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Porcupine Tree - Lightbulb Sun CD (album) cover


Porcupine Tree


Heavy Prog

4.02 | 1523 ratings

From, the ultimate progressive rock music website

James Lee
Special Collaborator
Honorary Collaborator
3 stars The first thing I noticed was how beautifully produced these tracks are- as clear and detailed as any recording I've ever heard. Musically they don't seem to stray too far from traditional rock sensibilities, but combine the elements in new ways and introduce subtle new sounds to form alternately hard-hitting and lovely compositions. The title track is heartfelt and full of energy, very accessible and well done. "How Is Your Life Today?" has a spooky psychedelic flavor that never devolves into parody, and "Four Chords" has an almost modern-retro sound not a million miles away from a melding of 90s RUSH and pre-electronica RADIOHEAD. "Shesmovedon" is one of my favorites, shot through with stark beauty- the chorus is especially striking (is that subtle vocoder use? I was reminded slightly of ELO and ALAN PARSONS PROJECT in the harmonies, but only in the most favorable way). "Last Chance to Evacuate..." is pleasantly organic and yet flawlessly climaxes around an interesting audio sample. "The Rest Will Flow" is yearning and anthemic- I'd love to see them close a concert with this one. "Hatesong" could almost be a more-organic NINE INCH NAILS track until the middle section, which is pure modern progressive heavy heaven. "Where We Would Be" surrounds a classic structure with lovely sounds, including a fuzzed-out solo that is one of the instrumental highlights of the album. "Russia on Ice" starts stylistically similar to "Shesmovedon", but eventually ventures out into heavier territory and ultimately into space. Finally, "Feel So Low" establishes a simple, beautiful, cathartic mood, trailing off into a quiet conclusion for both the song and the album. This was my first experience with PORCUPINE TREE, so I cannot yet testify to how this one stacks up against other albums, but I immediately liked the sound and was fairly impressed with the band's abilities. Although I wouldn't have characterized it as a prog album had I not discovered it here, tracks like "Russia On Ice" do betray a bit of FLOYD influence- but with more personal lyrics. Indeed, it is the emotional honesty of the lyrics that characterizes this album, counterbalanced by an almost dispassionate vocal quality which prevents any appearance of melodrama. Why only three stars, if I liked it so much? I can't objectively rate this as essential, or even definitively progressive, but it's definitely one of the better albums of the last five years and money well spent.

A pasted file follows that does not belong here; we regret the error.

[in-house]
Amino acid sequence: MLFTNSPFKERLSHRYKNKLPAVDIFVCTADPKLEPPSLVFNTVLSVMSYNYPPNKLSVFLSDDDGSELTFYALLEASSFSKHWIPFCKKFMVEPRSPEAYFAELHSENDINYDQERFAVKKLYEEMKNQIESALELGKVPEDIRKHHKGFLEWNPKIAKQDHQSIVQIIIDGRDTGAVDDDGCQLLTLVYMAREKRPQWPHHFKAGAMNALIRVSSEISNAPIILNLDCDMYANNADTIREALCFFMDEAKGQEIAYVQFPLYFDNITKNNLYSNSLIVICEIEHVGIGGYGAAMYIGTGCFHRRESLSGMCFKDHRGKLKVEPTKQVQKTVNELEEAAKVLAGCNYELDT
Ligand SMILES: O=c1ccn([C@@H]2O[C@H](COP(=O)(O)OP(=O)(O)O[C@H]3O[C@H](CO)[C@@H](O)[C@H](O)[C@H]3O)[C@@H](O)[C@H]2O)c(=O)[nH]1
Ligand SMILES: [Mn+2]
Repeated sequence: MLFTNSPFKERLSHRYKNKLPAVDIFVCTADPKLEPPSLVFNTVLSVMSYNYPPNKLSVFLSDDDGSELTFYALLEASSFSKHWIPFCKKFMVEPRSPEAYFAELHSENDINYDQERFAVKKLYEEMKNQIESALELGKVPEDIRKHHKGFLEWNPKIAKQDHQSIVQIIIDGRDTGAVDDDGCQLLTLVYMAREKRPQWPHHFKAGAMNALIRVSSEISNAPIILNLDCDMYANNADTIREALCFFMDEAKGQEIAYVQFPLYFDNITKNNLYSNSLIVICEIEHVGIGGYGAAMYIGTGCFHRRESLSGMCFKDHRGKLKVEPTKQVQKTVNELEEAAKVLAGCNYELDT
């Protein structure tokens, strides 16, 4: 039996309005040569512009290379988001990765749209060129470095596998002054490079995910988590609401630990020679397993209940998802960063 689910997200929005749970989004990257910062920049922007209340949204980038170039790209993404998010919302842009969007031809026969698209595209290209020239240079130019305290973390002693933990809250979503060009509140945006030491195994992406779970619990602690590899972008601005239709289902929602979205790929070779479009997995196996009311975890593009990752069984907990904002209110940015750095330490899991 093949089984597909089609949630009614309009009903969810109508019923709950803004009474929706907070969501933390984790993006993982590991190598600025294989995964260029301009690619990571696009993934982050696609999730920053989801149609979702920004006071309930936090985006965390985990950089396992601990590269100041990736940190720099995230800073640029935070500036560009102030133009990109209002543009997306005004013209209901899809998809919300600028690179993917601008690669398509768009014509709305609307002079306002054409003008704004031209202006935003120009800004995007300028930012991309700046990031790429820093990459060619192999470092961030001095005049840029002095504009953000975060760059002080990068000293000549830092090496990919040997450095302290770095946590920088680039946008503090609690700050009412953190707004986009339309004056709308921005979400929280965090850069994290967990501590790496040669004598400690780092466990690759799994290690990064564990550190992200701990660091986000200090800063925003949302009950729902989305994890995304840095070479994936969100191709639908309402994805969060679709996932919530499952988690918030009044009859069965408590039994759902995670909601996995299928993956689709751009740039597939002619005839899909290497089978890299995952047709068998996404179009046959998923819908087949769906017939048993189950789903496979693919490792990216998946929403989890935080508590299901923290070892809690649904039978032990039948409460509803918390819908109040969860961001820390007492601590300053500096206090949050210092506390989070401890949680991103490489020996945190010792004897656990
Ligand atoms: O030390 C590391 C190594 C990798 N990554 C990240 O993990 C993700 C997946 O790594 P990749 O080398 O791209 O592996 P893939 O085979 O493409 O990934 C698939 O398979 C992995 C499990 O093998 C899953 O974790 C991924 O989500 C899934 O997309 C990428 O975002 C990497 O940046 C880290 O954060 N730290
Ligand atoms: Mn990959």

James Lee | 3/5 |


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